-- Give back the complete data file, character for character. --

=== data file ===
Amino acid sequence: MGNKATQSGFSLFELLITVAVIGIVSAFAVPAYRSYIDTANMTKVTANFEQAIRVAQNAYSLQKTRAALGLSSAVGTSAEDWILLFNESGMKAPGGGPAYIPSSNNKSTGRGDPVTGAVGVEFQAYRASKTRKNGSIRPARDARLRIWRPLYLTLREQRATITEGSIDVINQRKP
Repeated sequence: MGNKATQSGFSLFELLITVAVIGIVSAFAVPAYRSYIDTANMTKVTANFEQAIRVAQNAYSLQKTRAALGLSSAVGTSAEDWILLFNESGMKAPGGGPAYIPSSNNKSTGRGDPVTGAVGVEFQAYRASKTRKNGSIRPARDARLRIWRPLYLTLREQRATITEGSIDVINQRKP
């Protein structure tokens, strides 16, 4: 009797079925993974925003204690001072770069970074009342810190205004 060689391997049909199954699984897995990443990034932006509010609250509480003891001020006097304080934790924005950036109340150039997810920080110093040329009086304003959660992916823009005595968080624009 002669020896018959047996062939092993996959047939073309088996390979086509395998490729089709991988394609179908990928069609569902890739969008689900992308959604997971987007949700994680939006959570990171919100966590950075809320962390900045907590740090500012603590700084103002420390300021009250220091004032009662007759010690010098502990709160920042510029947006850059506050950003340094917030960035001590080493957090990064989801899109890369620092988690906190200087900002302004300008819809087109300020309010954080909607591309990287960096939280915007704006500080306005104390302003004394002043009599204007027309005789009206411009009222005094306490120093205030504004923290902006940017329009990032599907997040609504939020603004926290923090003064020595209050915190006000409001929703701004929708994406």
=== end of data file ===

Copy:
Amino acid sequence: MGNKATQSGFSLFELLITVAVIGIVSAFAVPAYRSYIDTANMTKVTANFEQAIRVAQNAYSLQKTRAALGLSSAVGTSAEDWILLFNESGMKAPGGGPAYIPSSNNKSTGRGDPVTGAVGVEFQAYRASKTRKNGSIRPARDARLRIWRPLYLTLREQRATITEGSIDVINQRKP
Repeated sequence: MGNKATQSGFSLFELLITVAVIGIVSAFAVPAYRSYIDTANMTKVTANFEQAIRVAQNAYSLQKTRAALGLSSAVGTSAEDWILLFNESGMKAPGGGPAYIPSSNNKSTGRGDPVTGAVGVEFQAYRASKTRKNGSIRPARDARLRIWRPLYLTLREQRATITEGSIDVINQRKP
């Protein structure tokens, strides 16, 4: 009797079925993974925003204690001072770069970074009342810190205004 060689391997049909199954699984897995990443990034932006509010609250509480003891001020006097304080934790924005950036109340150039997810920080110093040329009086304003959660992916823009005595968080624009 002669020896018959047996062939092993996959047939073309088996390979086509395998490729089709991988394609179908990928069609569902890739969008689900992308959604997971987007949700994680939006959570990171919100966590950075809320962390900045907590740090500012603590700084103002420390300021009250220091004032009662007759010690010098502990709160920042510029947006850059506050950003340094917030960035001590080493957090990064989801899109890369620092988690906190200087900002302004300008819809087109300020309010954080909607591309990287960096939280915007704006500080306005104390302003004394002043009599204007027309005789009206411009009222005094306490120093205030504004923290902006940017329009990032599907997040609504939020603004926290923090003064020595209050915190006000409001929703701004929708994406």